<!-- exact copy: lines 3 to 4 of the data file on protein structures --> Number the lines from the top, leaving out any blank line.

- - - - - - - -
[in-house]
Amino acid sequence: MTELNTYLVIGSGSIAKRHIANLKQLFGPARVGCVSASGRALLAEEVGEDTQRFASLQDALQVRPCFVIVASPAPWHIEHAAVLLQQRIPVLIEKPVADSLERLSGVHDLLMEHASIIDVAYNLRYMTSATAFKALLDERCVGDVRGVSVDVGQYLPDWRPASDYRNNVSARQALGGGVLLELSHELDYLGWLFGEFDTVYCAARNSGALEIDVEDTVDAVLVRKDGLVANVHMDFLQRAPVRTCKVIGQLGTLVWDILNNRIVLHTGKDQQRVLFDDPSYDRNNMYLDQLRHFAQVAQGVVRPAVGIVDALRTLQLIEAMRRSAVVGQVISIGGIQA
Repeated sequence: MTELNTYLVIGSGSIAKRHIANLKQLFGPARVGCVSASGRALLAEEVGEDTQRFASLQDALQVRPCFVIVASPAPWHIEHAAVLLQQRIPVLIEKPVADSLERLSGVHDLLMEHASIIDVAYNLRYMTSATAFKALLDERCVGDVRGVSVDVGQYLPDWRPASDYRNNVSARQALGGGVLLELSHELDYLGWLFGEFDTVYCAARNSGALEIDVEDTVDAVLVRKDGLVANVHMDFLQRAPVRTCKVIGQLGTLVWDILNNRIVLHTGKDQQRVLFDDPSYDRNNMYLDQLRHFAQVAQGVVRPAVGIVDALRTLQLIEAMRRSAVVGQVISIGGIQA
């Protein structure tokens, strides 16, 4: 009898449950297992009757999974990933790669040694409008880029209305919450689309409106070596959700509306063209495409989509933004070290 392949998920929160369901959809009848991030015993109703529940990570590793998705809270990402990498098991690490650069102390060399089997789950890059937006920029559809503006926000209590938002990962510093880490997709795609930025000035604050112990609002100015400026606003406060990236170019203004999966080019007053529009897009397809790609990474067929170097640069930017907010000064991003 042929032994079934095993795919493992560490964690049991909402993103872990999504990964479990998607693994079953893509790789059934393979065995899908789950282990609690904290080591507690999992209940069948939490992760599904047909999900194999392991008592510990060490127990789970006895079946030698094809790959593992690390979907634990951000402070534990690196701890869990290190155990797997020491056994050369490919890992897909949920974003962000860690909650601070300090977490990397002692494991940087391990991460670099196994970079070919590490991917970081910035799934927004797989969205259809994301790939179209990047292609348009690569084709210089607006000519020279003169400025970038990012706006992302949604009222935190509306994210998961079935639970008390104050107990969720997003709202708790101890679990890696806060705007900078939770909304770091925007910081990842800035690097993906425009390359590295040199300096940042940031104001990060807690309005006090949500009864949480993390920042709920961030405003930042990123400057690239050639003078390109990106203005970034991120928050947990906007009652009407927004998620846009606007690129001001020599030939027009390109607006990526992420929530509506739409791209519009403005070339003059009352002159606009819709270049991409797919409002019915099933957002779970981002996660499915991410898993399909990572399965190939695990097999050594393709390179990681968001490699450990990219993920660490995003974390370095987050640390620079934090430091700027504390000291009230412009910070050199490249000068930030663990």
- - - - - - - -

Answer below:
Repeated sequence: MTELNTYLVIGSGSIAKRHIANLKQLFGPARVGCVSASGRALLAEEVGEDTQRFASLQDALQVRPCFVIVASPAPWHIEHAAVLLQQRIPVLIEKPVADSLERLSGVHDLLMEHASIIDVAYNLRYMTSATAFKALLDERCVGDVRGVSVDVGQYLPDWRPASDYRNNVSARQALGGGVLLELSHELDYLGWLFGEFDTVYCAARNSGALEIDVEDTVDAVLVRKDGLVANVHMDFLQRAPVRTCKVIGQLGTLVWDILNNRIVLHTGKDQQRVLFDDPSYDRNNMYLDQLRHFAQVAQGVVRPAVGIVDALRTLQLIEAMRRSAVVGQVISIGGIQA
């Protein structure tokens, strides 16, 4: 009898449950297992009757999974990933790669040694409008880029209305919450689309409106070596959700509306063209495409989509933004070290 392949998920929160369901959809009848991030015993109703529940990570590793998705809270990402990498098991690490650069102390060399089997789950890059937006920029559809503006926000209590938002990962510093880490997709795609930025000035604050112990609002100015400026606003406060990236170019203004999966080019007053529009897009397809790609990474067929170097640069930017907010000064991003 042929032994079934095993795919493992560490964690049991909402993103872990999504990964479990998607693994079953893509790789059934393979065995899908789950282990609690904290080591507690999992209940069948939490992760599904047909999900194999392991008592510990060490127990789970006895079946030698094809790959593992690390979907634990951000402070534990690196701890869990290190155990797997020491056994050369490919890992897909949920974003962000860690909650601070300090977490990397002692494991940087391990991460670099196994970079070919590490991917970081910035799934927004797989969205259809994301790939179209990047292609348009690569084709210089607006000519020279003169400025970038990012706006992302949604009222935190509306994210998961079935639970008390104050107990969720997003709202708790101890679990890696806060705007900078939770909304770091925007910081990842800035690097993906425009390359590295040199300096940042940031104001990060807690309005006090949500009864949480993390920042709920961030405003930042990123400057690239050639003078390109990106203005970034991120928050947990906007009652009407927004998620846009606007690129001001020599030939027009390109607006990526992420929530509506739409791209519009403005070339003059009352002159606009819709270049991409797919409002019915099933957002779970981002996660499915991410898993399909990572399965190939695990097999050594393709390179990681968001490699450990990219993920660490995003974390370095987050640390620079934090430091700027504390000291009230412009910070050199490249000068930030663990």